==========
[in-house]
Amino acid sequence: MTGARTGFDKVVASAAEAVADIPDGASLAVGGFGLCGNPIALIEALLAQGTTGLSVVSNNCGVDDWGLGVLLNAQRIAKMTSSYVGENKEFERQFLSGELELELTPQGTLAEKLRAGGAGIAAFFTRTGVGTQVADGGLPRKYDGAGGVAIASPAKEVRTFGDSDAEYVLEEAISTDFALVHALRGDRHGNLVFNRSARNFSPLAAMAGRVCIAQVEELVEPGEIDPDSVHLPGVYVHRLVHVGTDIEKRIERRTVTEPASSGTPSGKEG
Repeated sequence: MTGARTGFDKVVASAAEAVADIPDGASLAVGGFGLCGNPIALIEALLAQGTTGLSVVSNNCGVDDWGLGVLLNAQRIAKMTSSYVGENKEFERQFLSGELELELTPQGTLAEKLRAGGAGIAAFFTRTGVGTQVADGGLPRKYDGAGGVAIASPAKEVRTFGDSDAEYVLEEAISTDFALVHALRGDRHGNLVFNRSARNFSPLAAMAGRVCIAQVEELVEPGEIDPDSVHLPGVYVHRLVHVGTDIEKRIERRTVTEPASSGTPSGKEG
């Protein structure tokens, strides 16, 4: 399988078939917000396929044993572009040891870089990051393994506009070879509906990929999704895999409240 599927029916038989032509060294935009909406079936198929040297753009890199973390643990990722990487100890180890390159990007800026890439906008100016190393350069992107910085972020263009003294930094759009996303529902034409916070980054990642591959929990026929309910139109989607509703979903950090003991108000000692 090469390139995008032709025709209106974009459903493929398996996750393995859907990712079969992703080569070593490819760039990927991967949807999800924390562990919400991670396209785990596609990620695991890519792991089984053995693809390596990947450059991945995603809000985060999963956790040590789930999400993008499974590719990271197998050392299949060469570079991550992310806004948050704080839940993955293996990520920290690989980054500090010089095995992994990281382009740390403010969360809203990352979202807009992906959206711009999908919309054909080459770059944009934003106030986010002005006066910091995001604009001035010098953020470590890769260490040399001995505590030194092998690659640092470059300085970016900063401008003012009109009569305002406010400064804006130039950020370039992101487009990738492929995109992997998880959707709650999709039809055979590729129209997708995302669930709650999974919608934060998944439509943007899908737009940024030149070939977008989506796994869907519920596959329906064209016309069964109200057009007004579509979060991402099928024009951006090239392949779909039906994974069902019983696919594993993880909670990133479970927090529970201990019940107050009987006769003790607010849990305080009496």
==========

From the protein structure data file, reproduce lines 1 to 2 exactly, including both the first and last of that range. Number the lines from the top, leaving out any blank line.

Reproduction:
[in-house]
Amino acid sequence: MTGARTGFDKVVASAAEAVADIPDGASLAVGGFGLCGNPIALIEALLAQGTTGLSVVSNNCGVDDWGLGVLLNAQRIAKMTSSYVGENKEFERQFLSGELELELTPQGTLAEKLRAGGAGIAAFFTRTGVGTQVADGGLPRKYDGAGGVAIASPAKEVRTFGDSDAEYVLEEAISTDFALVHALRGDRHGNLVFNRSARNFSPLAAMAGRVCIAQVEELVEPGEIDPDSVHLPGVYVHRLVHVGTDIEKRIERRTVTEPASSGTPSGKEG